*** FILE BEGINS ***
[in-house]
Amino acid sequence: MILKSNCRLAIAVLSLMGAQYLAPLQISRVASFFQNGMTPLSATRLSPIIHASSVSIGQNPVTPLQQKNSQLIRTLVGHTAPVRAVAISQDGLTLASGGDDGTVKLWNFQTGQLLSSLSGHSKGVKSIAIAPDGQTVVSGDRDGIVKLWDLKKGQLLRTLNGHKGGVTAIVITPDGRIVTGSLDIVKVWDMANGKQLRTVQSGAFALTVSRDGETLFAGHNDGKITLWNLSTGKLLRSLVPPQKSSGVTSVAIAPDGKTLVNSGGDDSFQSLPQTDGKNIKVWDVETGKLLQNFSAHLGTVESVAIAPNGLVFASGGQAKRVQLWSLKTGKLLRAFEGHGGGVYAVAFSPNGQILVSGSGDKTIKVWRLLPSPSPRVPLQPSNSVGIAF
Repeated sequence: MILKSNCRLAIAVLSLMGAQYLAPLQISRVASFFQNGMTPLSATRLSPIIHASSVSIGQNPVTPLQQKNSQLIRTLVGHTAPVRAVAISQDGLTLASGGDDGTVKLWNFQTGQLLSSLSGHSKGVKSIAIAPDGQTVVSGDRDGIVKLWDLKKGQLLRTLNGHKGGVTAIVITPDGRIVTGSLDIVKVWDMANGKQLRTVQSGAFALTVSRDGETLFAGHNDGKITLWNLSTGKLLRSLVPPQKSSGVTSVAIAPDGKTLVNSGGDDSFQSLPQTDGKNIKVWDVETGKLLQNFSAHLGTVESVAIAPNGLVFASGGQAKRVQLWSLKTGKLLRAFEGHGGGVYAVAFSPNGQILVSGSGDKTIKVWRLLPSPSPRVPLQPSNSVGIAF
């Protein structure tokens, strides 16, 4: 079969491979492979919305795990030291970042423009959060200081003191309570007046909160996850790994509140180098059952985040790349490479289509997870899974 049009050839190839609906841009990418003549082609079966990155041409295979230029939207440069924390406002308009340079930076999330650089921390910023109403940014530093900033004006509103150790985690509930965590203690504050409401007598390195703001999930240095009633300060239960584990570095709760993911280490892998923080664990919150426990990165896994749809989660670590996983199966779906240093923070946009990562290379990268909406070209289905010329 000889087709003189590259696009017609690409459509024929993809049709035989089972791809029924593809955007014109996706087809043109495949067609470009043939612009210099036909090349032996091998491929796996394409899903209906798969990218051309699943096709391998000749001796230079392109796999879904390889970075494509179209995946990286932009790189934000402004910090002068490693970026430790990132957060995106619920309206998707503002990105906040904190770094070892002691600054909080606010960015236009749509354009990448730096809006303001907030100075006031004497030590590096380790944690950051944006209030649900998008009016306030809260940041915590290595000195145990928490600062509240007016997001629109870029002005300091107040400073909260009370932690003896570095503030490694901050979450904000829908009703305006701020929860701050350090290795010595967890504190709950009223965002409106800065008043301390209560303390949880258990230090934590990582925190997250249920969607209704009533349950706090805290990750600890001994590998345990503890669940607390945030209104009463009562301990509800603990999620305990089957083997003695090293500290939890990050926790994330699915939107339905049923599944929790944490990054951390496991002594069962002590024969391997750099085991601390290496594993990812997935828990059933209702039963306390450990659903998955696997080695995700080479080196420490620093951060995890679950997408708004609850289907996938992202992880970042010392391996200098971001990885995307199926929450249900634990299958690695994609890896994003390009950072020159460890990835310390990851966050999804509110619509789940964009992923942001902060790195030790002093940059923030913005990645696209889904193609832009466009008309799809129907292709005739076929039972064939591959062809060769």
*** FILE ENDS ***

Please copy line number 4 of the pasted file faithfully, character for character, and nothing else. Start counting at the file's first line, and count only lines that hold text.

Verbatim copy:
């Protein structure tokens, strides 16, 4: 079969491979492979919305795990030291970042423009959060200081003191309570007046909160996850790994509140180098059952985040790349490479289509997870899974 049009050839190839609906841009990418003549082609079966990155041409295979230029939207440069924390406002308009340079930076999330650089921390910023109403940014530093900033004006509103150790985690509930965590203690504050409401007598390195703001999930240095009633300060239960584990570095709760993911280490892998923080664990919150426990990165896994749809989660670590996983199966779906240093923070946009990562290379990268909406070209289905010329 000889087709003189590259696009017609690409459509024929993809049709035989089972791809029924593809955007014109996706087809043109495949067609470009043939612009210099036909090349032996091998491929796996394409899903209906798969990218051309699943096709391998000749001796230079392109796999879904390889970075494509179209995946990286932009790189934000402004910090002068490693970026430790990132957060995106619920309206998707503002990105906040904190770094070892002691600054909080606010960015236009749509354009990448730096809006303001907030100075006031004497030590590096380790944690950051944006209030649900998008009016306030809260940041915590290595000195145990928490600062509240007016997001629109870029002005300091107040400073909260009370932690003896570095503030490694901050979450904000829908009703305006701020929860701050350090290795010595967890504190709950009223965002409106800065008043301390209560303390949880258990230090934590990582925190997250249920969607209704009533349950706090805290990750600890001994590998345990503890669940607390945030209104009463009562301990509800603990999620305990089957083997003695090293500290939890990050926790994330699915939107339905049923599944929790944490990054951390496991002594069962002590024969391997750099085991601390290496594993990812997935828990059933209702039963306390450990659903998955696997080695995700080479080196420490620093951060995890679950997408708004609850289907996938992202992880970042010392391996200098971001990885995307199926929450249900634990299958690695994609890896994003390009950072020159460890990835310390990851966050999804509110619509789940964009992923942001902060790195030790002093940059923030913005990645696209889904193609832009466009008309799809129907292709005739076929039972064939591959062809060769």